Jones contends that he was denied meaningful appellate review, was denied access to trial transcripts, that all appointed counsel had conflicts of interest, that trial counsel prevented him from testifying by advising him not to do so, that trial counsel failed to object to evidence about prior bad acts, and that appellate counsel was ineffective. Magistrate Judge Smyser concluded that Jones is prohibited from presenting in federal court all of the claims except one. That one claim is that trial counsel was ineffective when he advised Jones not to testify. The basis for this conclusion is that Jones did not exhaust the claims in state court with the exception of one ineffective assistance of counsel claim and that Jones's failure to exhaust all of the claims except one prevented him at this time under state procedural rules from receiving any further relief in state court on the unexhausted claims. As result of his failure to present the claims in state court, Magistrate Judge Smyser concluded that Jones procedurally defaulted or waived the claims, and that he had not established cause or a justification for excusing the procedural default or waiver which would entitle him to federal review. Magistrate Judge Smyser further concluded that Jones failed to establish that there would be a miscarriage of justice if he did not receive federal review of all of his claims.

As for the one claim that is properly before us, Magistrate Judge Smyser reviewed it on the merits and concluded that the state court's determination that trial counsel was not ineffective for advising Jones not to testify "did not result in a decision contrary to, or involving an unreasonable application of, clearly established federal law and did not result in a decision based on an unreasonable determination of the facts in light of the evidence presented in the state proceedings."

Magistrate Judge Smyser utilized the proper standard of review. 28 U.S.C. § 2254 states in pertinent part as follows:

An application for writ of habeas corpus on behalf of a person in custody pursuant to the judgment of a State court shall not be granted with respect to any claim that was adjudicated on the merits in State court proceedings unless the adjudication of the claim--

(1) resulted in a decision that was contrary to, or involved and unreasonable application of, clearly established Federal law, as determined by the Supreme Court of the United States; or

(2) resulted in a decision that was based on an unreasonable determination of the facts in light of the evidence presented in the State Court proceeding.

Jones contends that his trial counsel erroneously believed that Jones's prior criminal record of convictions not involving false statements or dishonesty could be used against him if he testified. Jones further contends that trial counsel advised him not to testify based on that erroneous belief. The state court concluded after a post-conviction hearing that trial counsel knew that Jones's convictions would not be admissible and that there were several other reasons for advising Jones not to testify, including the following: the trial was going well in trial counsel's opinion and there was nothing that Jones could say that would improve his chance of acquittal; Jones had told trial counsel that he had retrieved his handgun before going outside and the retrieval of the handgun could support an inference of premeditation; and trial counsel believed that Jones's trial testimony would conflict with a statement that Jones had given to a law enforcement agent.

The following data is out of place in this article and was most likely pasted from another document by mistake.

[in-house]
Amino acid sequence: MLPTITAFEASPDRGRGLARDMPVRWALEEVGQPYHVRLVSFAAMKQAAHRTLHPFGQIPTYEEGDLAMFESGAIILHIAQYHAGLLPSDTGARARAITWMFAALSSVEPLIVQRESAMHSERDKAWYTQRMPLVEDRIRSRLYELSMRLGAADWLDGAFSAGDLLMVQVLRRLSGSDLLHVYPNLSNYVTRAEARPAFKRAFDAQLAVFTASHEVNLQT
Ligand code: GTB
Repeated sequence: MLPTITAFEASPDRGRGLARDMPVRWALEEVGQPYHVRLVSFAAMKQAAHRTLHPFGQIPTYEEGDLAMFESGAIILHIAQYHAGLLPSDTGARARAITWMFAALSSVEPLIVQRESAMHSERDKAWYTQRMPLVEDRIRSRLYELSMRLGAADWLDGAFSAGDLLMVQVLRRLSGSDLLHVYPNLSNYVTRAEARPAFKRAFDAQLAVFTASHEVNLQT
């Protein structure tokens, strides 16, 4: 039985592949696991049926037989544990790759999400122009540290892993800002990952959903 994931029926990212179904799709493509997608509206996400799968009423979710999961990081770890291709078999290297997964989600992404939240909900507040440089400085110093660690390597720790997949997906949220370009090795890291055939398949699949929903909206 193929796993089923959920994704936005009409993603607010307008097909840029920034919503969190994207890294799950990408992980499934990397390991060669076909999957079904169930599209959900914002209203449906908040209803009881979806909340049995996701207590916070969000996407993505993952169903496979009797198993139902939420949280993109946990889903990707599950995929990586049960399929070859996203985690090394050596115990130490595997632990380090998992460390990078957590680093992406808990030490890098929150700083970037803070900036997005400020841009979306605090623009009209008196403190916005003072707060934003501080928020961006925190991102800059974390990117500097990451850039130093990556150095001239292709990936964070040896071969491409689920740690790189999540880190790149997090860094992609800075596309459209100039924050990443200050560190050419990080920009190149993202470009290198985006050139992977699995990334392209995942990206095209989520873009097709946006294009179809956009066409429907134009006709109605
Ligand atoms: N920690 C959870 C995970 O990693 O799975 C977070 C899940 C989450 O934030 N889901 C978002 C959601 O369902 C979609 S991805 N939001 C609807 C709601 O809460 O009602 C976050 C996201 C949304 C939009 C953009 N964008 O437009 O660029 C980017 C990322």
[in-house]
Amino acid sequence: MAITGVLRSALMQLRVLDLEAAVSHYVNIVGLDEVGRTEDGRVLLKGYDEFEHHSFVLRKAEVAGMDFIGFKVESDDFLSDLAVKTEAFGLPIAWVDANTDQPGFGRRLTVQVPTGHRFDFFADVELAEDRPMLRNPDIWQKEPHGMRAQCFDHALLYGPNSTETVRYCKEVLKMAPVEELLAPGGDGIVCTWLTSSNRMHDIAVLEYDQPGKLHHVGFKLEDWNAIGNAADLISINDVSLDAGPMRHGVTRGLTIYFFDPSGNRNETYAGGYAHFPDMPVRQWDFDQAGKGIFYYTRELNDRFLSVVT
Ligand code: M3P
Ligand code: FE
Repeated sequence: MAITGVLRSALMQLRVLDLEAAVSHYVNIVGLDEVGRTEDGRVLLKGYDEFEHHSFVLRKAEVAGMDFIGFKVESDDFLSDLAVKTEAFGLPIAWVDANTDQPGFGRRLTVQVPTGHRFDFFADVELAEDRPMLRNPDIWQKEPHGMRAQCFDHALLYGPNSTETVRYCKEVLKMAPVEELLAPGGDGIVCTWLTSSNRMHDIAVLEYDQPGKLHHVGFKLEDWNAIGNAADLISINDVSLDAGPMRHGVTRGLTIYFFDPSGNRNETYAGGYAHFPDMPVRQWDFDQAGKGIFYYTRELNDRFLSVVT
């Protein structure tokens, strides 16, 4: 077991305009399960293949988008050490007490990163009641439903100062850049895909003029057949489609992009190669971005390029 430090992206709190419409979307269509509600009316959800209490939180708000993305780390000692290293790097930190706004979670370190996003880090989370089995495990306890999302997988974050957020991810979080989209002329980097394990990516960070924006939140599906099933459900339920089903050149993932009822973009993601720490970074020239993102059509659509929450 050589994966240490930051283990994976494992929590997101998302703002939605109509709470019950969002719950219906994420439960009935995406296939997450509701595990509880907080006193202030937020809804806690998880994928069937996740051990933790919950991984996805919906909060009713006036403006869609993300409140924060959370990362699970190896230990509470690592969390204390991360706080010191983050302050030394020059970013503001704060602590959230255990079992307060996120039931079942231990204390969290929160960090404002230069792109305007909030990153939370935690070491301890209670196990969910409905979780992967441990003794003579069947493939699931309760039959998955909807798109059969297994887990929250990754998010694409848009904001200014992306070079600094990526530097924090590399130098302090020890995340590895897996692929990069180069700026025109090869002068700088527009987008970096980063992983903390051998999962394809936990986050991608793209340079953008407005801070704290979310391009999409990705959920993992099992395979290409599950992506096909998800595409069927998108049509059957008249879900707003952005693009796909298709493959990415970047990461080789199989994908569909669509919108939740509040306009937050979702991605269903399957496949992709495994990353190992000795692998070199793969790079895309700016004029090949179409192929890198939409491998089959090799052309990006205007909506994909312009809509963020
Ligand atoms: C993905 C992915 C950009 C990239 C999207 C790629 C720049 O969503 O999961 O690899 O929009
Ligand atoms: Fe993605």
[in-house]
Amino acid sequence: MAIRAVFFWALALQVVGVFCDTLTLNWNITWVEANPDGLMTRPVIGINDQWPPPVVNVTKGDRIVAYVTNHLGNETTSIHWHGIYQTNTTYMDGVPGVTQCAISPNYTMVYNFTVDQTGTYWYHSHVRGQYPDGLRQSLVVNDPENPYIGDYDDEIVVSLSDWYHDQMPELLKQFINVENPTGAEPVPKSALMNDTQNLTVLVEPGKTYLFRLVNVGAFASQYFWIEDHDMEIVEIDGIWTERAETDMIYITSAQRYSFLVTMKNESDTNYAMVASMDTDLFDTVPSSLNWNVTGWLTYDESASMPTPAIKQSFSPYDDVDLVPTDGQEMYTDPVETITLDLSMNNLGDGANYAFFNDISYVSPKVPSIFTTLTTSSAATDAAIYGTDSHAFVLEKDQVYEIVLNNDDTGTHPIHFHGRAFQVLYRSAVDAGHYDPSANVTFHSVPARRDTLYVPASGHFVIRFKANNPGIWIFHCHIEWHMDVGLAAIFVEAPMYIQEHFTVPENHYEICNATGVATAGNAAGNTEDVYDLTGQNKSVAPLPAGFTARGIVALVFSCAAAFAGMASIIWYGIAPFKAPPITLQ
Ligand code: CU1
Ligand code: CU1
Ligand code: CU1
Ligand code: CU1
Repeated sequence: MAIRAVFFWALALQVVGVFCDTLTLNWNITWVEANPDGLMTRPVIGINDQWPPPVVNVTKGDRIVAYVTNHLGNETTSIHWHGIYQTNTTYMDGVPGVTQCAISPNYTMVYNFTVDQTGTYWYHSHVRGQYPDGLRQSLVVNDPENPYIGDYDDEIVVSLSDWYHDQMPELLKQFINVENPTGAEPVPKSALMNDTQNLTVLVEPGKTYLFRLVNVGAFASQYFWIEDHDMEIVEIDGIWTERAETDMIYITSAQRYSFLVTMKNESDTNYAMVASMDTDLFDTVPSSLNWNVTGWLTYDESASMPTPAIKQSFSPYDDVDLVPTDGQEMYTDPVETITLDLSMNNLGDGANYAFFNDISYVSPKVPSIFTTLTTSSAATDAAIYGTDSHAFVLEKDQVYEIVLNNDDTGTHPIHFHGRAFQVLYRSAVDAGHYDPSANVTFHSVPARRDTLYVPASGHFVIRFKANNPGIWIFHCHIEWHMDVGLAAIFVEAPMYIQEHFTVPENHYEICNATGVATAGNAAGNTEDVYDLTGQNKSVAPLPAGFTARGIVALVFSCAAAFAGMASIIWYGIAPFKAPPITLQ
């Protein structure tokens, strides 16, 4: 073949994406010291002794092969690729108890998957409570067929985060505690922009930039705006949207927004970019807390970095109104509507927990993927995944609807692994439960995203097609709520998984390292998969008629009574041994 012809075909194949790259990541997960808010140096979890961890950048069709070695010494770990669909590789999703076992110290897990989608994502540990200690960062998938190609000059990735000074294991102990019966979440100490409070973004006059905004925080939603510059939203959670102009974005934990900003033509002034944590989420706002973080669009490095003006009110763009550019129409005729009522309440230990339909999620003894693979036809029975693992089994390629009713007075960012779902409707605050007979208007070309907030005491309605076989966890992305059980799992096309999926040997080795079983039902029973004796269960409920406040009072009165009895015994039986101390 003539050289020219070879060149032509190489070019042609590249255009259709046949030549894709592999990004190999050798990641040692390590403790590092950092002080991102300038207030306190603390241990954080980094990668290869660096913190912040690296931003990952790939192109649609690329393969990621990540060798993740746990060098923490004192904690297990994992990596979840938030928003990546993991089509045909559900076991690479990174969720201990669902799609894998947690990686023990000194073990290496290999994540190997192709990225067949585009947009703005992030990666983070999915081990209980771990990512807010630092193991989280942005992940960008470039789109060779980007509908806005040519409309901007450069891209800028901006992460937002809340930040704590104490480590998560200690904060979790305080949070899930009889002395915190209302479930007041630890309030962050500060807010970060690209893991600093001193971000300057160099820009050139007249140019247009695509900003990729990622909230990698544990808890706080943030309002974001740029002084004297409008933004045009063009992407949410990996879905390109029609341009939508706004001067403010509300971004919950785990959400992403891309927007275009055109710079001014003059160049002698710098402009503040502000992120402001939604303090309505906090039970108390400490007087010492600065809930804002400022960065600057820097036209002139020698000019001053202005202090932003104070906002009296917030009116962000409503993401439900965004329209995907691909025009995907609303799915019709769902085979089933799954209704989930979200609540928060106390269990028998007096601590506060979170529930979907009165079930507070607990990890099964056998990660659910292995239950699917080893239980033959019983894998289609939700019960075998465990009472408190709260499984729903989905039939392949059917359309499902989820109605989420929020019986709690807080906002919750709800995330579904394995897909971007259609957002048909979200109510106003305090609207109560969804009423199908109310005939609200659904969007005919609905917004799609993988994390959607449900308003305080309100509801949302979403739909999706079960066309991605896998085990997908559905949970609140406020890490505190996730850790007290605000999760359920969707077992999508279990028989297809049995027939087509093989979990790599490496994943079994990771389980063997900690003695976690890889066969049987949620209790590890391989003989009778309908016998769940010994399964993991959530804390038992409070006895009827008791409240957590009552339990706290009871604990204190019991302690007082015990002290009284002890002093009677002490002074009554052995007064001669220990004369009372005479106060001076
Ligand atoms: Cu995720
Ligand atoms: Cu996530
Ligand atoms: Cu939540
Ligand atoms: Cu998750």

Under the circumstances it is clear that trial counsel was not ineffective. Jones was facing the possibility of a jury verdict of first degree murder and a sentence of life imprisonment without the possibility of parole. Jones's testimony at trial would have only increased the probability of that verdict and sentence. As a result of his declining to testify, the jury did not hear evidence that may have persuaded it to find Jones guilty of first degree murder.

Jones's objections which are a rehash of the arguments presented to Magistrate Judge Smyser are without merit.

Magistrate Judge Smyser thoroughly supported his recommendation in the 15 page report. That report is free from error and we shall adopt it as our own.


1. The report of Magistrate Judge J. Andrew Smyser filed on April 10, 2006, is adopted in toto.

2. Jones's petition for writ of habeas corpus pursuant to 28 U.S.C. § 2254 is denied.

3. The Clerk of Court shall close this case. 4. Any appeal from this order will be deemed lacking in probable cause, i.e., a substantial showing of the denial of a constitutional right, and a certificate of appealability will not issue.